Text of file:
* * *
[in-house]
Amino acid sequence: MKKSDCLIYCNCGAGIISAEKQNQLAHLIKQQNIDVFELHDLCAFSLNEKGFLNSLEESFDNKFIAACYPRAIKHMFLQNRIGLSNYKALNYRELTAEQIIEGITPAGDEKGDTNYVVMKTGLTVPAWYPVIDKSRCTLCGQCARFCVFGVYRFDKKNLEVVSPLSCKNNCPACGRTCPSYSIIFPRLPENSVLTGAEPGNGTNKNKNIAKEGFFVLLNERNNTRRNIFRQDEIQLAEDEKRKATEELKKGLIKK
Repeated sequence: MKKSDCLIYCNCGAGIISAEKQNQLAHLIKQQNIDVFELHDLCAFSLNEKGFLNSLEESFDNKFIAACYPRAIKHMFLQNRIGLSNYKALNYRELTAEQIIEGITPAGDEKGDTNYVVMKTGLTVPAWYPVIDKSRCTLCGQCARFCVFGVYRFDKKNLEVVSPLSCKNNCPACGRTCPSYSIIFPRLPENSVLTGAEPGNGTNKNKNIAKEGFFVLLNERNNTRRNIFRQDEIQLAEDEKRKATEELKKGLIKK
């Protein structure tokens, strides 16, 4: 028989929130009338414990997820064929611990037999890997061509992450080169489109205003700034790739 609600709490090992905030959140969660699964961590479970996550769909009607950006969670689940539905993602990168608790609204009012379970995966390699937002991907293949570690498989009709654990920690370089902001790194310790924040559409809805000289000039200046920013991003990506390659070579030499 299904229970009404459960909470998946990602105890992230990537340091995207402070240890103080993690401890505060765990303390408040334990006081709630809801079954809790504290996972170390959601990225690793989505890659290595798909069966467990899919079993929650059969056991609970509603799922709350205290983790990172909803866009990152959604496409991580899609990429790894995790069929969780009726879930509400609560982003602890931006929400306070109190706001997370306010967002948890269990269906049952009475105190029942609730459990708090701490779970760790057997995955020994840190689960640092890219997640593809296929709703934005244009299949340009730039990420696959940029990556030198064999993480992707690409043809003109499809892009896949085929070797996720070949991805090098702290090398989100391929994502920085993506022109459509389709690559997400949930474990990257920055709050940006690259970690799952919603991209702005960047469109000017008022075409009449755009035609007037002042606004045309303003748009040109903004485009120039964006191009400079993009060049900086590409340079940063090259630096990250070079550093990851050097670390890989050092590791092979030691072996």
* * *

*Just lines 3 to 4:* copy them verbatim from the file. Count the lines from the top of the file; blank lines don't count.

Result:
Repeated sequence: MKKSDCLIYCNCGAGIISAEKQNQLAHLIKQQNIDVFELHDLCAFSLNEKGFLNSLEESFDNKFIAACYPRAIKHMFLQNRIGLSNYKALNYRELTAEQIIEGITPAGDEKGDTNYVVMKTGLTVPAWYPVIDKSRCTLCGQCARFCVFGVYRFDKKNLEVVSPLSCKNNCPACGRTCPSYSIIFPRLPENSVLTGAEPGNGTNKNKNIAKEGFFVLLNERNNTRRNIFRQDEIQLAEDEKRKATEELKKGLIKK
């Protein structure tokens, strides 16, 4: 028989929130009338414990997820064929611990037999890997061509992450080169489109205003700034790739 609600709490090992905030959140969660699964961590479970996550769909009607950006969670689940539905993602990168608790609204009012379970995966390699937002991907293949570690498989009709654990920690370089902001790194310790924040559409809805000289000039200046920013991003990506390659070579030499 299904229970009404459960909470998946990602105890992230990537340091995207402070240890103080993690401890505060765990303390408040334990006081709630809801079954809790504290996972170390959601990225690793989505890659290595798909069966467990899919079993929650059969056991609970509603799922709350205290983790990172909803866009990152959604496409991580899609990429790894995790069929969780009726879930509400609560982003602890931006929400306070109190706001997370306010967002948890269990269906049952009475105190029942609730459990708090701490779970760790057997995955020994840190689960640092890219997640593809296929709703934005244009299949340009730039990420696959940029990556030198064999993480992707690409043809003109499809892009896949085929070797996720070949991805090098702290090398989100391929994502920085993506022109459509389709690559997400949930474990990257920055709050940006690259970690799952919603991209702005960047469109000017008022075409009449755009035609007037002042606004045309303003748009040109903004485009120039964006191009400079993009060049900086590409340079940063090259630096990250070079550093990851050097670390890989050092590791092979030691072996």